6 August 2019
By Larry O’Hanlon
The Apollo Moon buggies weren’t the only things rolling over the Moon’s surface in the early 1970s.
New research has found that a strong moonquake in 1975 probably sent boulders tumbling down crater walls on our nearest neighbor.
Apollo seismometers detected the shallow, 4.1-magnitude quake on January 3, 1975. Now, a new study in the AGU journal Geophysical Research Letters finds the moonquake came from a set of small cliffs on the edge of the huge Lorentz crater basin, just over the northwest limb of the Moon’s visible side.
“Everyone is curious to know the answer for this question: Is the Moon currently geologically active? Yes, it is,” said P. Senthil Kumar, principal scientist at CSIR-National Geophysical Research Institute in Hyderabad, India, and lead author of the new study.
Thanks to imagery from the Lunar Reconnaissance Orbiter, Kumar and his team were able to study direct signs of past moonquakes in the form of the cliffs formed by faults, called scarps, and the staccato trails left by moonquake-triggered boulders bounding down the steep walls of impact craters.
In addition to the many clear boulder trails, the team found faded trails, suggesting there is a history of moonquakes in the Lorentz crater area. They even found many boulders that looked as if they had fallen in the same way, but their trails had been erased over time.
They read these differences as signs of at least three moonquakes and boulder falls over time: The recent one in 1975, another older quake up to about 1.6 million years ago, and at least one more quake that occurred more than 1.6 million years ago.
“Our finding of three generations of boulder avalanches provided important clues to their episodic origins. It is important to know if moonquakes occur periodically,” Kumar said. If recurring moonquakes exist, they could be signs of faults slipping in the Moon’s crust. That would mean the Moon is still active in a way that makes it a little more like Earth than has been previously thought.
The team also ruled out local meteor impacts as the trigger for the falling boulders by simulating a variety of a local impacts. They concluded that none of the local impact craters could easily explain the recently formed boulder avalanches. This bolsters the idea that the moonquake was caused by a fault in the Moon’s crust.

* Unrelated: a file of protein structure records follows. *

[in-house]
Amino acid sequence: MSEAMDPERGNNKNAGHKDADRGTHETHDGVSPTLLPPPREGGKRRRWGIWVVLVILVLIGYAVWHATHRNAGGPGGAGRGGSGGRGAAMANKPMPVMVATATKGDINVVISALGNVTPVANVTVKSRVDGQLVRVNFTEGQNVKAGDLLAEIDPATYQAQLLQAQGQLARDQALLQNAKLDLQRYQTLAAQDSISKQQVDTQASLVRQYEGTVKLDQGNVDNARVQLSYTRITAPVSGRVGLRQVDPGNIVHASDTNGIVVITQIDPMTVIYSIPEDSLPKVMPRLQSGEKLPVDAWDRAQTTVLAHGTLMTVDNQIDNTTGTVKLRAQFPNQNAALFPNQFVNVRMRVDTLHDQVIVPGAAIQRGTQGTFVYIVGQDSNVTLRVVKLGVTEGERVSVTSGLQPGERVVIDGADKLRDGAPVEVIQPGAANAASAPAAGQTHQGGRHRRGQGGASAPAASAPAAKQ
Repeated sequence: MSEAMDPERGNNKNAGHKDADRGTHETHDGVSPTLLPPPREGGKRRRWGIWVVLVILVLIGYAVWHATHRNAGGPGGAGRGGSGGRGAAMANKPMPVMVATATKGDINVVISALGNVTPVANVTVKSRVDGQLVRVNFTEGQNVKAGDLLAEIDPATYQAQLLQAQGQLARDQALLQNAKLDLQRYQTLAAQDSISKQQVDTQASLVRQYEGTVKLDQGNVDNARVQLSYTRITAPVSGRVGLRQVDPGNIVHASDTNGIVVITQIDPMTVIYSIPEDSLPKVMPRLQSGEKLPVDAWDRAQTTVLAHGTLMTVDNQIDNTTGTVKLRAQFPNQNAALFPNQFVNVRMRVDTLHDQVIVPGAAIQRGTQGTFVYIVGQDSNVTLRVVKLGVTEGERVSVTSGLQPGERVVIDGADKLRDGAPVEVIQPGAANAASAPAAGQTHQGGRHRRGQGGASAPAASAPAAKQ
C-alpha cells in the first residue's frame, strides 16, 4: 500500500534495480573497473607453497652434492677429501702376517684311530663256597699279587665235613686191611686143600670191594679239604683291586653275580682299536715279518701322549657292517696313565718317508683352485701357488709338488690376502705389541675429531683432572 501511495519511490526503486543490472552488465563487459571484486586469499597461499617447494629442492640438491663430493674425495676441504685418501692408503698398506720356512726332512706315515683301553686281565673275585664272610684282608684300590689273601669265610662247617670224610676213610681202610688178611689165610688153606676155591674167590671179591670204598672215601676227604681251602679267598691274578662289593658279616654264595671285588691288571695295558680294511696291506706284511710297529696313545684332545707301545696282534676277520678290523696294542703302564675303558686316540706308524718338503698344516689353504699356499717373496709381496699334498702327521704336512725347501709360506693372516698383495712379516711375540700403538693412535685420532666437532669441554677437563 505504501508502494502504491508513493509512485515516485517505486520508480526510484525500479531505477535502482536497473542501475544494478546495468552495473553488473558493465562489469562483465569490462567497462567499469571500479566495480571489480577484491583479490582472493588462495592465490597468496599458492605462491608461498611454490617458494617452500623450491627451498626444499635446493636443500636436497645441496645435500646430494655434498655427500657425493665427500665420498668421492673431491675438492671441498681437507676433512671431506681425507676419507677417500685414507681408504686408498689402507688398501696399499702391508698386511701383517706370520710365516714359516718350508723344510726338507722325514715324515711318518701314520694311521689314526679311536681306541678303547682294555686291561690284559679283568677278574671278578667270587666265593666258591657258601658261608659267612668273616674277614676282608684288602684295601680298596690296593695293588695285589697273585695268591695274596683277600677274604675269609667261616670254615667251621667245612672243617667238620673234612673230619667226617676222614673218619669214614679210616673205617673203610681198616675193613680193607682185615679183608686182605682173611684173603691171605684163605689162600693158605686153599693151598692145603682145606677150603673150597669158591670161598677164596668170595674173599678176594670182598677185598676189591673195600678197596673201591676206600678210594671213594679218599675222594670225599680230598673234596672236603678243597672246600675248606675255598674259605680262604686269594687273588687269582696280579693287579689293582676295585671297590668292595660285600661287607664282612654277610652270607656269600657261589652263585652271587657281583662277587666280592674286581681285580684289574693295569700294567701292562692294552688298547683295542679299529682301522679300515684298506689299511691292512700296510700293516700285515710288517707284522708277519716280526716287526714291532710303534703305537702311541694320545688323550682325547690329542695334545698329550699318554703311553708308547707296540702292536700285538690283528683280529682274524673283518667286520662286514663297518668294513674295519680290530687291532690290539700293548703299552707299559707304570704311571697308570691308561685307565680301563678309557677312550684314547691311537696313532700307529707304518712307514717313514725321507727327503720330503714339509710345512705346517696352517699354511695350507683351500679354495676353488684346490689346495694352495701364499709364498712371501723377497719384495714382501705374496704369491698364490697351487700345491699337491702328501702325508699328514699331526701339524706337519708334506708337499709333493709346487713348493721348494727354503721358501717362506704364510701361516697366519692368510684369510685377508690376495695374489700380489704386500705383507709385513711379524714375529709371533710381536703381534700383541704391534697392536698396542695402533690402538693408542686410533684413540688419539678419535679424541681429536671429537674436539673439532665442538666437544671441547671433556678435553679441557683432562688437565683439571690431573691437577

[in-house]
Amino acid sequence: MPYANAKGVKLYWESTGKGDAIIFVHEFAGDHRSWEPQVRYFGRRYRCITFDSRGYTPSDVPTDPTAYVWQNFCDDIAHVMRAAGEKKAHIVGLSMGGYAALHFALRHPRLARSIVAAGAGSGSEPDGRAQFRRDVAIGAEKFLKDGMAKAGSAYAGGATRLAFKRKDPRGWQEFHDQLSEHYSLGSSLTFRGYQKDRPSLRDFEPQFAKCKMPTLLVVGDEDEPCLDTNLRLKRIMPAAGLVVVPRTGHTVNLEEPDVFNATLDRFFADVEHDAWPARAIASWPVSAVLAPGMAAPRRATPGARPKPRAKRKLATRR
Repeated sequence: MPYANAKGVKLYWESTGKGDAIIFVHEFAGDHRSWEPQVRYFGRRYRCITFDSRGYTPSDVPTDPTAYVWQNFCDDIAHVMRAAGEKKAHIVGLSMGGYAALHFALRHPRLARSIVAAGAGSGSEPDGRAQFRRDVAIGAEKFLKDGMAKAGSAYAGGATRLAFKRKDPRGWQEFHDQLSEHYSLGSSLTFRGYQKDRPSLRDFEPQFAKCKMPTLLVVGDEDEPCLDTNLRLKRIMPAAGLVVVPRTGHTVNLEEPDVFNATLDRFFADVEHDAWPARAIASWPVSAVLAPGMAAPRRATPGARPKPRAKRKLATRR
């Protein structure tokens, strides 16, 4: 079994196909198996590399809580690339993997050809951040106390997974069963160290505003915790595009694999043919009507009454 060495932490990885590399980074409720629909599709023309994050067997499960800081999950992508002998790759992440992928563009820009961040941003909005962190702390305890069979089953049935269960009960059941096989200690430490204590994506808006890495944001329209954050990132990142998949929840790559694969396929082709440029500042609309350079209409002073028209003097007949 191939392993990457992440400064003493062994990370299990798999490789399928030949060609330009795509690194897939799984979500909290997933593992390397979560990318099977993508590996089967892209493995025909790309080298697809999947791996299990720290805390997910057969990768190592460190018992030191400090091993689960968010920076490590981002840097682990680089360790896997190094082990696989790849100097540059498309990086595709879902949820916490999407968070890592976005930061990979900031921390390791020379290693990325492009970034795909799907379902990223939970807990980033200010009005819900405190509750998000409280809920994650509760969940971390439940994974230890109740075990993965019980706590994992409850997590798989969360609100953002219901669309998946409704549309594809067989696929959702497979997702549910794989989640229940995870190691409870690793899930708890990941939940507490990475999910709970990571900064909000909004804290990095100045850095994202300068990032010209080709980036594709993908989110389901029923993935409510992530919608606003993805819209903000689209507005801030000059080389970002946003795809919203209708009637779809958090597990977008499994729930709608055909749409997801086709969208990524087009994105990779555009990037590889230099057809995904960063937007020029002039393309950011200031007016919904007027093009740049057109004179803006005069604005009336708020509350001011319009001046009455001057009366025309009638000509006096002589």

Dating boulder trails
To figure out the dates of the boulder trails the researchers had to sort out the relative ages of the trails by how much they had faded. They also used relied a conventional method for dating craters on other worlds known as crater counting, which is based on the idea that more- cratered surfaces are older thenthan less- cratered surfaces.
Because the Moon has no atmosphere, and therefore no weather to erode away the boulder trails, the processes that are erasing the trails over time are more subtle. For instance, the moonquakes themselves might be jiggling and resettling the loose material in older boulder trails, causing the trails to degrade.
“Micro-meteoroid impacts may also slowly remove the records of boulder movements,” Kumar said, referring to the sand-grain-sized bits that hit both the Moon and Earth all the time. On Earth they burn up in the atmosphere as meteor showers. On the airless Moon they slam directly into the surface.
“We know how the lunar craters, for example, undergo degradation with time and it does affect the boulder trails also,” he said. “Since the boulder trail markings are very small, they are removed within tens of million years.”
As for the scarps also found in the Lorentz crater basin, these are likely created by multiple moonquakes over time, Kumar said. Working out the ages of the scarps is more difficult than the boulder trails and will require additional work, he said.
Larry O’Hanlon (@Earth2Larryo) is a freelance science writer. He also manages the AGU Blogosphere.